How to Bake Modeling Clay

Save

There are many kinds of modeling clays and doughs available for home crafters, including some designed to harden into permanent pieces of art once the sculpting is complete. Two of the most popular of these, air-dry earthenware and polymer clay, are assisted in that hardening process by baking. Oven baking is essential for the curing of polymer clay, while it assists air-dry clay to dry quickly and avoid the risk of mold.

Things You'll Need

  • Air-dry earthenware clay
  • Polymer clay
  • Baking sheets
  • Aluminum foil
  • Conventional or toaster oven

Air-Dry Clay

Step 1

Remove the top racks from the oven if your sculpture is tall enough to make this necessary.

Step 2

Pre-heat the oven to the lowest heat setting it has (this should be 175 degrees Fahrenheit or less). This will create a hot, dry environment to speed up the hardening process without being hot enough to scorch the clay.

Step 3

Place the clay in the oven on a clean cookie sheet.

Step 4

Prop the oven door slightly ajar. If your door won't do this on its own, prop it with a crushed soda can or hard-compacted ball of aluminum foil. This will allow moisture to vent and dry the clay rather than simply heating it.

Step 5

Bake the clay. The time it takes to dry will depend on the size and thickness of the sculpture, so check on it every 10 minutes or so; the clay will be dry when it is uniformly lighter in color.

Step 6

Turn the clay on its side to bake the bottom.

Polymer Clay

Step 1

Preheat the oven to the baking temperature listed on the clay's packaging. If you're combining more than one brand or formula of polymer clay at a time, set the oven to the lower of the two temperatures.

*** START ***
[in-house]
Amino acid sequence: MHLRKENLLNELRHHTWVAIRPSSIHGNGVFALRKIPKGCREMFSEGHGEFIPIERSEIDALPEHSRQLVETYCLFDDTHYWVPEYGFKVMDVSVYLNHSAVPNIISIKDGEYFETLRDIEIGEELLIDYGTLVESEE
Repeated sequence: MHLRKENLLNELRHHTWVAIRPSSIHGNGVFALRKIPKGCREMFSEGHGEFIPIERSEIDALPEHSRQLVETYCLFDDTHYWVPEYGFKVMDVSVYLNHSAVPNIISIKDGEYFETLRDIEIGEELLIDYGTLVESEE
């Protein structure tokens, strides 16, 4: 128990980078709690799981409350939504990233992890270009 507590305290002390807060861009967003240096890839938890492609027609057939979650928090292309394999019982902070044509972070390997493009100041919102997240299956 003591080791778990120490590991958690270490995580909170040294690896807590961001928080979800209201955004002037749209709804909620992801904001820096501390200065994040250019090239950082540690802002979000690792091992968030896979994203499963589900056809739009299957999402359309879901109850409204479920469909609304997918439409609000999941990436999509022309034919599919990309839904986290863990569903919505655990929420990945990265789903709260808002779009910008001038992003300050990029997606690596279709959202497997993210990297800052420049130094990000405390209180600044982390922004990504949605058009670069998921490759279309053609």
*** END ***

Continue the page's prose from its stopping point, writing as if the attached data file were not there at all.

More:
Step 2

Coat a cookie sheet with aluminum foil; polymer clay will often absorb stains from older cookie sheets with baked-on, hard-to-remove grease. Aluminum foil will protect the clay.

Step 3

Build aluminum foil props to hold up the item while baking, if necessary. Ball up the aluminum foil, then shape it (this is somewhat like shaping clay) to create supports if your polymer clay sculpture has fragile parts that won't stand up on their own.

Step 4

Bake the clay items for 15 minutes. Let the clay cool and examine whether it's hard enough. If not, bake for another 10 minutes.

Related Searches

References

  • "Hands on Sculpting: From Your First Trip to the Art Store to a Fun and Relaxing Hobby in a Truly Satisfying Art"; Dottie Erdmann; 1992
Promoted By Zergnet

Comments

You May Also Like

Related Searches

Check It Out

12 Tiki Essentials to Turn Your Bar Cart Into a Tropical Paradise

M
Is DIY in your DNA? Become part of our maker community.
Submit Your Work!